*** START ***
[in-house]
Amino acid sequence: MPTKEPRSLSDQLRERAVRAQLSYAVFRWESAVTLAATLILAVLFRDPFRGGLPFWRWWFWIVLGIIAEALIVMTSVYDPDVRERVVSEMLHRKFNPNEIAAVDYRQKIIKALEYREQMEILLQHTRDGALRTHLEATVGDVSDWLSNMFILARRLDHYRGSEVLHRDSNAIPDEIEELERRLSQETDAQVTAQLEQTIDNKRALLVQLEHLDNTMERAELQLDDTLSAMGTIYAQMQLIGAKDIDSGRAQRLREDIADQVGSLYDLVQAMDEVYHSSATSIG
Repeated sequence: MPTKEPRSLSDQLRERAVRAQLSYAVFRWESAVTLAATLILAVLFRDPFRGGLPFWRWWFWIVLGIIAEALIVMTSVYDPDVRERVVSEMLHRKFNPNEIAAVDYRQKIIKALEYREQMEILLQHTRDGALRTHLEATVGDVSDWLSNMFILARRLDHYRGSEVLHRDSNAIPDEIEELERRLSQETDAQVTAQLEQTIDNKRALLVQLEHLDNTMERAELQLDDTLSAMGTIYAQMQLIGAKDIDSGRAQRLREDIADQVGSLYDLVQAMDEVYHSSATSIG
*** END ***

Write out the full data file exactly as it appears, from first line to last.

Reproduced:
[in-house]
Amino acid sequence: MPTKEPRSLSDQLRERAVRAQLSYAVFRWESAVTLAATLILAVLFRDPFRGGLPFWRWWFWIVLGIIAEALIVMTSVYDPDVRERVVSEMLHRKFNPNEIAAVDYRQKIIKALEYREQMEILLQHTRDGALRTHLEATVGDVSDWLSNMFILARRLDHYRGSEVLHRDSNAIPDEIEELERRLSQETDAQVTAQLEQTIDNKRALLVQLEHLDNTMERAELQLDDTLSAMGTIYAQMQLIGAKDIDSGRAQRLREDIADQVGSLYDLVQAMDEVYHSSATSIG
Repeated sequence: MPTKEPRSLSDQLRERAVRAQLSYAVFRWESAVTLAATLILAVLFRDPFRGGLPFWRWWFWIVLGIIAEALIVMTSVYDPDVRERVVSEMLHRKFNPNEIAAVDYRQKIIKALEYREQMEILLQHTRDGALRTHLEATVGDVSDWLSNMFILARRLDHYRGSEVLHRDSNAIPDEIEELERRLSQETDAQVTAQLEQTIDNKRALLVQLEHLDNTMERAELQLDDTLSAMGTIYAQMQLIGAKDIDSGRAQRLREDIADQVGSLYDLVQAMDEVYHSSATSIG